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Storing and loading self-saving objects - PHP

If you were looking for an approachable guide on how to create and use command objects with PHP 5, then look no further, because your search is over. Welcome to the final part of the series “Creating command objects with PHP 5.” Comprised of three comprehensive tutorials, this series walks you through the basics of how to apply the command pattern in PHP, and it accompanies its corresponding theory with numerous code samples.

  1. Using Self-Saving Objects with Command Objects in PHP 5
  2. Defining a core module of the command pattern
  3. Storing and loading self-saving objects
  4. Completing the command pattern
  5. Seeing the command pattern in action
By: Alejandro Gervasio
Rating: starstarstarstarstar / 8
December 26, 2006

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As I stated in the previous section, the next step that I’m going to take to apply the command pattern will involve deriving two child classes from the parent “ObjectComand.” In simple words, the tasks performed by these two classes will consist of instructing the commanded object about saving and loading itself from a given text file.

That being said, here are the signatures for these child command classes. Take a look at them, please:

// define concrete 'SaveObjectCommand' class (implements concretely the 
'executeCommand()' method class SaveObjectCommand extends ObjectCommand{ public function executeCommand(){ $this->objectCommanded->save();         } } // define concrete 'LoadObjectCommand'class (implements concretely the
'executeCommand()' method class LoadObjectCommand extends ObjectCommand{ public function executeCommand(){ return $this->objectCommanded->load(); } }

Definitely, after seeing the source code that corresponds to the pair of command classes listed above, you’ll have to agree with me that they’re actually very simple, but at the same time quite powerful.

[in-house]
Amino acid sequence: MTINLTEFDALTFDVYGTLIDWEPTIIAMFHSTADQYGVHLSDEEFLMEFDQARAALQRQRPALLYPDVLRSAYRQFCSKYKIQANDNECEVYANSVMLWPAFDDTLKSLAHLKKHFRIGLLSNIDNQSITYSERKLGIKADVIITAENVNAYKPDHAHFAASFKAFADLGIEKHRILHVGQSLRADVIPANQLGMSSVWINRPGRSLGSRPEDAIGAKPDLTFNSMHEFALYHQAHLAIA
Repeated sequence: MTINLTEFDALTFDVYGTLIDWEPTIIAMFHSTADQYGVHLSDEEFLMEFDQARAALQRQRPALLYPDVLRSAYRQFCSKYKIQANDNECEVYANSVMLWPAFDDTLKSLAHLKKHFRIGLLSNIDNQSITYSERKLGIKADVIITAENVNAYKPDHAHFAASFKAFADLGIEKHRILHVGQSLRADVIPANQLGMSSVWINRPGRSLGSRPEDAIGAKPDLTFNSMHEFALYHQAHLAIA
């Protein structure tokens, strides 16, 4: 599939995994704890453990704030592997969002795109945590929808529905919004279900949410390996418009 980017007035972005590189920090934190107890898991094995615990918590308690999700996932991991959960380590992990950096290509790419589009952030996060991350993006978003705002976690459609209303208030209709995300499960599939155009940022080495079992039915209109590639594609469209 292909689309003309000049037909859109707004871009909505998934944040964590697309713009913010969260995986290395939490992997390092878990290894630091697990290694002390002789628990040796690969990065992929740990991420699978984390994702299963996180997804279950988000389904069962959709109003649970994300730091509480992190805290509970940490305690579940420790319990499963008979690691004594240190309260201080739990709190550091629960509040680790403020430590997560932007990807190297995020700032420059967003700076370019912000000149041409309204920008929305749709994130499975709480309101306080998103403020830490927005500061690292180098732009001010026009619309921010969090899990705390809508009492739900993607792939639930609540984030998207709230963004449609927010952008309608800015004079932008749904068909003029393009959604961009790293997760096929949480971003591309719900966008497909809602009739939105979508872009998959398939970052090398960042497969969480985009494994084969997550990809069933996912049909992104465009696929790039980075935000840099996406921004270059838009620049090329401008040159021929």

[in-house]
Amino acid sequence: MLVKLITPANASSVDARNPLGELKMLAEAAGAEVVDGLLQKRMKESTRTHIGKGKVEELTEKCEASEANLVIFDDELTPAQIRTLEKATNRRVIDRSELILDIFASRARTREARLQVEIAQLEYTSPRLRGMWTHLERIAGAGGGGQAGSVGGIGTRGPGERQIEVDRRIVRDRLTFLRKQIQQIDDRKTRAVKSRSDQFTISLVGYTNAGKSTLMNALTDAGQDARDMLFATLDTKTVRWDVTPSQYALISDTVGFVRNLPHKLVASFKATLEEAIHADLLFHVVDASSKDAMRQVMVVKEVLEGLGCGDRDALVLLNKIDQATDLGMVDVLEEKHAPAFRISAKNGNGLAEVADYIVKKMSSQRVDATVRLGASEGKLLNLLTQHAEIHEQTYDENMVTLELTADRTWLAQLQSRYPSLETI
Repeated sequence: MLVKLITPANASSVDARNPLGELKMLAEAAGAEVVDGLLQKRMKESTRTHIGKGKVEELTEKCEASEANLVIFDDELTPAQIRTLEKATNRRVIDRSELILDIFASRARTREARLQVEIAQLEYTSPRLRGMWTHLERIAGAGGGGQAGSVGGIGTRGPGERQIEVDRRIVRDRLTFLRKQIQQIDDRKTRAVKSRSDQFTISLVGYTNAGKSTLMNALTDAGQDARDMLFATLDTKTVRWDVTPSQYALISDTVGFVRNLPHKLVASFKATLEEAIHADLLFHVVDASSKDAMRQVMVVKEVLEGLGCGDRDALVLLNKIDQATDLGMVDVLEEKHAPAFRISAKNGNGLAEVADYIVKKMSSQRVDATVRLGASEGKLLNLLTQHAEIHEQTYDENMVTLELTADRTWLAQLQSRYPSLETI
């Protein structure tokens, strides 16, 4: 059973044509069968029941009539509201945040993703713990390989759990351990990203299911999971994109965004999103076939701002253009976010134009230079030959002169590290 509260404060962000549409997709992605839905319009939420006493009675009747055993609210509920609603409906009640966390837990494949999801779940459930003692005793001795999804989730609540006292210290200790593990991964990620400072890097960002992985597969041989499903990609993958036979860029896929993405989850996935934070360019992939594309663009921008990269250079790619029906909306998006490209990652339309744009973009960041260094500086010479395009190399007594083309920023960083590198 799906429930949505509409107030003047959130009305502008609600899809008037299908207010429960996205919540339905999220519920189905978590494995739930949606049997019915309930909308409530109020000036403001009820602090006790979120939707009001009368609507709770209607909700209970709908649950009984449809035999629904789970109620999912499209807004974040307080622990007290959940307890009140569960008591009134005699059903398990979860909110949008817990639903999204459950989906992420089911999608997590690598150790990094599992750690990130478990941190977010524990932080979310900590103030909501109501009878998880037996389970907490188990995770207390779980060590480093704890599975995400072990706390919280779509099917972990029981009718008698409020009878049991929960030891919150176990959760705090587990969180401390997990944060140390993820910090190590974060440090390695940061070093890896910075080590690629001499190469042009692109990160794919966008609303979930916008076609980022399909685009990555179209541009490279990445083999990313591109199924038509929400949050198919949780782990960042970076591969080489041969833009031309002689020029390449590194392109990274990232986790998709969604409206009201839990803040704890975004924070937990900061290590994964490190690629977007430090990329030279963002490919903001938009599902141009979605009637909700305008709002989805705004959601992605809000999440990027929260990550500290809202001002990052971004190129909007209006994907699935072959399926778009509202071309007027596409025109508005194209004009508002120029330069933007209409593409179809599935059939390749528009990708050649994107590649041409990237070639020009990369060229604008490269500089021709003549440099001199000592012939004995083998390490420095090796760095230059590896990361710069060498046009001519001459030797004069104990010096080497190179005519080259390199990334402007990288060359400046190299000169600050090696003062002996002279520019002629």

Please notice how each one of their “executeCommand()” methods uses an instance of the commanded object to call “save()” and “load()” respectively. From examining only these two methods, it’s clear to see how a commanded object is capable of housing all the programming logic required for execution in the pertinent commanders. Undoubtedly, this kind of relationship between classes shows in  a nutshell how the commander pattern can be easily implemented with self-saving objects. Pretty good, right?

So far, so good. At this point, you learned the corresponding definitions for the two object command classes that were shown before. However, there’s still a missing piece concerning this schema, since the respective commanded object hasn’t been defined yet.

Therefore, in the next few lines I’m going to show how to create a self-saving commanded object which will complete the implementation for the already popular command pattern.

As usual, if you want to learn how this commanded class will be created, read the following section.

>>> More PHP Articles          >>> More By Alejandro Gervasio

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